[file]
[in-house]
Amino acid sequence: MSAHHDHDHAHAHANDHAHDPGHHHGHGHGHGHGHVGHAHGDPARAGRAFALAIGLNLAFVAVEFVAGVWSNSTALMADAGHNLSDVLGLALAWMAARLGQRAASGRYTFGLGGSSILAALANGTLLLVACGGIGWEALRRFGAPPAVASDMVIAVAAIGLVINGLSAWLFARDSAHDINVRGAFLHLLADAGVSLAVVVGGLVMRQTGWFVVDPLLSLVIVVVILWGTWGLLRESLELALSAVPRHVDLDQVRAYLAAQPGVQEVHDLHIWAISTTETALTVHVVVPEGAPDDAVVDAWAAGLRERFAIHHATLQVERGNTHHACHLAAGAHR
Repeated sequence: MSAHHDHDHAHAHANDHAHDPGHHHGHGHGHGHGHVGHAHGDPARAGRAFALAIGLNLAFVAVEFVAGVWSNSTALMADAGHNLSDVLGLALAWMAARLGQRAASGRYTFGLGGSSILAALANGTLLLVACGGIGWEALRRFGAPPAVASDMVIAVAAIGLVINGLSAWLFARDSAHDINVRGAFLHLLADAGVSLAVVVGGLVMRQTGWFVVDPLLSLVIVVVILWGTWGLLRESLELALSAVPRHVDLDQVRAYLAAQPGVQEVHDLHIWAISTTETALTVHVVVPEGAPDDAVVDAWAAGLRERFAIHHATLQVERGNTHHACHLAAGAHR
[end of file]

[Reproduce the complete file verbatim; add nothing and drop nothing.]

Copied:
[in-house]
Amino acid sequence: MSAHHDHDHAHAHANDHAHDPGHHHGHGHGHGHGHVGHAHGDPARAGRAFALAIGLNLAFVAVEFVAGVWSNSTALMADAGHNLSDVLGLALAWMAARLGQRAASGRYTFGLGGSSILAALANGTLLLVACGGIGWEALRRFGAPPAVASDMVIAVAAIGLVINGLSAWLFARDSAHDINVRGAFLHLLADAGVSLAVVVGGLVMRQTGWFVVDPLLSLVIVVVILWGTWGLLRESLELALSAVPRHVDLDQVRAYLAAQPGVQEVHDLHIWAISTTETALTVHVVVPEGAPDDAVVDAWAAGLRERFAIHHATLQVERGNTHHACHLAAGAHR
Repeated sequence: MSAHHDHDHAHAHANDHAHDPGHHHGHGHGHGHGHVGHAHGDPARAGRAFALAIGLNLAFVAVEFVAGVWSNSTALMADAGHNLSDVLGLALAWMAARLGQRAASGRYTFGLGGSSILAALANGTLLLVACGGIGWEALRRFGAPPAVASDMVIAVAAIGLVINGLSAWLFARDSAHDINVRGAFLHLLADAGVSLAVVVGGLVMRQTGWFVVDPLLSLVIVVVILWGTWGLLRESLELALSAVPRHVDLDQVRAYLAAQPGVQEVHDLHIWAISTTETALTVHVVVPEGAPDDAVVDAWAAGLRERFAIHHATLQVERGNTHHACHLAAGAHR